COVID-19 Vaccine Delays Push Indonesia Into Reliance on China

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COVID-19 Vaccine Delays Push Indonesia Into Reliance on China

Beijing’s comments on “vaccine nationalism” hints at its desire to position itself as the vaccine supplier of first resort to the developing world.

COVID-19 Vaccine Delays Push Indonesia Into Reliance on China

A pedestrian walks past a shuttered department store during a COVID-19 lockdown in Jakarta, Indonesia, March 2020.

Credit: Flickr/Iqro Rinaldi

China has promised to work with Indonesia to try to close the global “vaccine divide,” as the Southeast Asian nation continues to struggle with COVID-19 outbreaks and vaccine delivery delays.

On Tuesday, Indonesian President Joko Widodo spoke on the phone with his Chinese counterpart Xi Jinping, who told him that China would help Indonesia to build a regional vaccine production center while working to vaccinate its own population. China and Indonesia both “attach great importance to the life safety and health of the people, and oppose ‘vaccine nationalism’,” a Chinese Foreign Ministry statement paraphrased Xi as saying.

Indonesia has recorded the largest number of coronavirus cases in Southeast Asia. Since its peak in January and February, Indonesia’s case numbers have finally begun to flatten, but the nation is still recording around 5,000 cases per day

Yesterday, the country’s Health Ministry recorded 5,720 new cases of COVID-19, bringing its running total to 1,620,569. It also recorded 230 fatalities, bring its total death toll to 44,007. Many experts believe that these figures understate the true extent of COVID-19 in Indonesia, which in the early stages of the pandemic had one of the lowest rates of testing in the world.

Given its inability to get the virus fully under control, the Indonesian government has been proactive in seeking to procure vaccines to inoculate its 270 million people. In January, Jokowi’s government launched an ambitious plan to vaccinate around 181.5 million people against COVID-19 within a year.

To supply the necessary doses, Indonesia has turned to a wide range of suppliers. The Chinese firm Sinovac has supplied about 56 million doses so far, while Indonesia also expects to receive more than 20.2 million doses in the coming months from Sinopharm, another Chinese manufacturer, and the U.S. pharmaceutical firm Moderna.

Indonesia had also come to an arrangement for the import of around 104 million doses of AstraZeneca vaccine, but the delivery has been hit by a series of delays. Of the first 50 million AstraZeneca doses, which Indonesia has secured via a bilateral deal, only 20 million will arrive this year, with the remaining 30 million doses due to be shipped by the second quarter of 2022, Health Minister Budi Gunadi Sadikin told a parliamentary hearing on April 8.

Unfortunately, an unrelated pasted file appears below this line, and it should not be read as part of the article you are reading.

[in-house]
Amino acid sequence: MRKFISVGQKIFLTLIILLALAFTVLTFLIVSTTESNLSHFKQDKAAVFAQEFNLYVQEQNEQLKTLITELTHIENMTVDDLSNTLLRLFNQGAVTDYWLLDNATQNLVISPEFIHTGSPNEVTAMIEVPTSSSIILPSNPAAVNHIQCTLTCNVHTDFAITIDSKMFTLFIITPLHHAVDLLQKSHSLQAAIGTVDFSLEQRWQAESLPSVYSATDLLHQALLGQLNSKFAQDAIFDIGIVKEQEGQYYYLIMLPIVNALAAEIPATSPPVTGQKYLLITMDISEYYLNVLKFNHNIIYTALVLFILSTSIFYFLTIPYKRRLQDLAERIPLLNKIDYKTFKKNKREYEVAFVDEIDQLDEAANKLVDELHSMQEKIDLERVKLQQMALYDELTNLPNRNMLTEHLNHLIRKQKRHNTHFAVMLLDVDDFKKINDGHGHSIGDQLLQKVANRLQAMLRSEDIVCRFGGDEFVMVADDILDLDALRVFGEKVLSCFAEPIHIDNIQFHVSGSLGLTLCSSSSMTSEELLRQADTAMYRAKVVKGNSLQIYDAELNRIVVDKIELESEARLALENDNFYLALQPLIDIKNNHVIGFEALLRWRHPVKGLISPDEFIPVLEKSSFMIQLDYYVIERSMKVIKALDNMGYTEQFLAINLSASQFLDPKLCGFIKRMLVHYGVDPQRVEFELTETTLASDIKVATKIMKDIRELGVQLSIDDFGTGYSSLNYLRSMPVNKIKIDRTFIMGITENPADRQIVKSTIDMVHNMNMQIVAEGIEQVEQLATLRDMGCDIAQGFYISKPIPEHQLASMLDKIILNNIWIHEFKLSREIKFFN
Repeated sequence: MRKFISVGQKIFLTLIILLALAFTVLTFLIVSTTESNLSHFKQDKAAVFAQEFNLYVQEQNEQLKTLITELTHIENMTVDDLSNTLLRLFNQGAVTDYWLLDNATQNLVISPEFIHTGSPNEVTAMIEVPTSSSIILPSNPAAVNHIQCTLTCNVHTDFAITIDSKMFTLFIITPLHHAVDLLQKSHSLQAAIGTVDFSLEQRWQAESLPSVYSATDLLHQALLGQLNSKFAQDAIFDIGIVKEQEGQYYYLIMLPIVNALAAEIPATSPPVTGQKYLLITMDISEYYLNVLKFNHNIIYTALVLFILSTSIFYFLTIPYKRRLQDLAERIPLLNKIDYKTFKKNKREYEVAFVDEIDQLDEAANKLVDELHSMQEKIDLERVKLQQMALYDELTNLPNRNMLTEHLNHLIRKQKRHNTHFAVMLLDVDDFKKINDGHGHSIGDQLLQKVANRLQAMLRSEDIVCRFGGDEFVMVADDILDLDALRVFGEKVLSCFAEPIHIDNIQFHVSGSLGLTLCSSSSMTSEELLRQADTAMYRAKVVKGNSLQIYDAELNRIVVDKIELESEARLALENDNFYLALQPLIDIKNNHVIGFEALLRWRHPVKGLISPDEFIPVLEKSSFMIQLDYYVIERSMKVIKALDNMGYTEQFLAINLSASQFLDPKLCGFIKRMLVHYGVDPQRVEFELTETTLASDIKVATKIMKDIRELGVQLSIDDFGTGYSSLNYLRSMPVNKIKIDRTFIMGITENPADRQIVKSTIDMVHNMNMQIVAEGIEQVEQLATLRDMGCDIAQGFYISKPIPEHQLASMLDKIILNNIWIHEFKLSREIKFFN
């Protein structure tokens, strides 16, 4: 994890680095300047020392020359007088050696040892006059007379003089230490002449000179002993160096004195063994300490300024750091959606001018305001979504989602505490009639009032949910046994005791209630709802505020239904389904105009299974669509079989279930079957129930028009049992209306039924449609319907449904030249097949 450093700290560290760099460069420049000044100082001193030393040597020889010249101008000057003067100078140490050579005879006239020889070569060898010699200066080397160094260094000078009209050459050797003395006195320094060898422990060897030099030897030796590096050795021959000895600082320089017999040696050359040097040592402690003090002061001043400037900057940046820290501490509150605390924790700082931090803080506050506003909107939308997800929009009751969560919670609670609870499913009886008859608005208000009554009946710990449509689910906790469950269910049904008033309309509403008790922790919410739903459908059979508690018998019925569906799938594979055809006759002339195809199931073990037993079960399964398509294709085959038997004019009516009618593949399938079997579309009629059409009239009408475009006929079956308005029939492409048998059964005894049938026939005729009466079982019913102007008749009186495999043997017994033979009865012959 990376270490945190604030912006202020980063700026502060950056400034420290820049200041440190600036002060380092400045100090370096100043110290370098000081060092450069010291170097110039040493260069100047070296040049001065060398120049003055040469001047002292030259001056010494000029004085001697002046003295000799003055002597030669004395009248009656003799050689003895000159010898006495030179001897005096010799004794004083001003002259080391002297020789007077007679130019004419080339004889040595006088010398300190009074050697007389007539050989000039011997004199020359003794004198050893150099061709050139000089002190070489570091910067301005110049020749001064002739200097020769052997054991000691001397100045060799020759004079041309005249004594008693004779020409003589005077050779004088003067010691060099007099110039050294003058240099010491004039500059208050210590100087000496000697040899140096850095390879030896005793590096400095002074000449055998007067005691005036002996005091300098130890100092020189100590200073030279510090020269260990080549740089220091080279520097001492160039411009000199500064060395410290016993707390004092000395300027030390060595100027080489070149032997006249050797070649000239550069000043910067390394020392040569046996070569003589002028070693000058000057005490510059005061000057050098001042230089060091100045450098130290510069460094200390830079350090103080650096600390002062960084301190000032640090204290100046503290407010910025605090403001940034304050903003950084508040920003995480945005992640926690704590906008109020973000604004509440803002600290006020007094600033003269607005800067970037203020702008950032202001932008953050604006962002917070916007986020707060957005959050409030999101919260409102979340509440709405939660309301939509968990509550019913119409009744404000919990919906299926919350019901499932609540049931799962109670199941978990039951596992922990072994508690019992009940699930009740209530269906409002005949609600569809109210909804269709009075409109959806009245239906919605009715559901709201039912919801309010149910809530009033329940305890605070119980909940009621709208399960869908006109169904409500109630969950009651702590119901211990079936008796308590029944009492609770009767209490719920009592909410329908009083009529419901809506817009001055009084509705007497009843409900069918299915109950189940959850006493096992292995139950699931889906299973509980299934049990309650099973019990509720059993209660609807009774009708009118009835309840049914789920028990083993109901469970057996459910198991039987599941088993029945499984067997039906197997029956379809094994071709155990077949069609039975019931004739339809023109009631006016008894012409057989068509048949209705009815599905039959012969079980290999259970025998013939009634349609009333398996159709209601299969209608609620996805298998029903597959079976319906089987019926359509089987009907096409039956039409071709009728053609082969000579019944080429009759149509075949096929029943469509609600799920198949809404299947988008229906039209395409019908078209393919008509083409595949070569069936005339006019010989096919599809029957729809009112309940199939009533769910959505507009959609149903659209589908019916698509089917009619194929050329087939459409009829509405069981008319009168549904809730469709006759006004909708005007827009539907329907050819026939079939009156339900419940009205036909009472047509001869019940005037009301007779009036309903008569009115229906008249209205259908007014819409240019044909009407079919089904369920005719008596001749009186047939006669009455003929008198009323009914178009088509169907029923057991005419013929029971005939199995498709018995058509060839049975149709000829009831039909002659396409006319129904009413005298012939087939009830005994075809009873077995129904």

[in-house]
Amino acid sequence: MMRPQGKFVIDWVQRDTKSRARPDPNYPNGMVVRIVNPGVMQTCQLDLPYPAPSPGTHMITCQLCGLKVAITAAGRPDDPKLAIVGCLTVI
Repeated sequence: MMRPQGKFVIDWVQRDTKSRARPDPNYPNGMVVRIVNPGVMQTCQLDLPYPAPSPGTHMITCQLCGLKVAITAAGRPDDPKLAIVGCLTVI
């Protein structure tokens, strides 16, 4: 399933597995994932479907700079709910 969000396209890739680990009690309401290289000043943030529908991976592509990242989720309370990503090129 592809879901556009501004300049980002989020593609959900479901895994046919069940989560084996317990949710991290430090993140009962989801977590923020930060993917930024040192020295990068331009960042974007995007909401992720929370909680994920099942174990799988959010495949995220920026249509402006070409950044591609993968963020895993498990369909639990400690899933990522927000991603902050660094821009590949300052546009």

Indonesia is also slated to receive 54 million doses of the AstraZeneca vaccine in phases via the COVAX global vaccine-sharing facility, manufactured by the Serum Institute of India. But this, too, has been delayed since India has restricted exports of the vaccine due to its own alarming COVID-19 surge.

As of April 20, Indonesia has so far inoculated just over 4 percent of its population, or 11.2 million people, according to Oxford University’s Our World in Data tracker, suggesting that its year-end target of 181.5 million people is likely to blow out considerably.

All this has increased Indonesia’s short-run reliance on Chinese-made vaccines. During his comments to parliament on April 8, Budi said the government had “embarked on a discussion with the Chinese government to ask for an additional 90 to 100 million [doses].”

Indonesia’s vaccine crisis has thus created an opportunity for Beijing to curry favor with Jakarta, and to consolidate the relatively warm relations that have marked the overlapping tenures of Jokowi and Xi. As per the Chinese statement, the two leaders also agreed to “advance the pragmatic cooperation between the two countries in various fields, and synergize the Belt and Road Initiative with Indonesia’s vision for Global Maritime Fulcrum, so as to forge higher quality and larger scale cooperation.”

Xi’s reported comments on “vaccine nationalism” and the “vaccine divide” also hints at the Chinese government’s desire to position itself as the vaccine supplier of first resort to the developing world, and to offers its vaccines a “global public good,” as state media has repeatedly claimed. Beijing has now exported COVID-19 vaccines to nearly 70 countries, and is likely to play up the contrast between its own forthcoming attitude and the “selfishness” of Western nations like the United States.

The hitch in this plan, however, may well be the increasing doubts about the efficacy of Chinese vaccines – doubts that have now been voiced by Chinese officials themselves.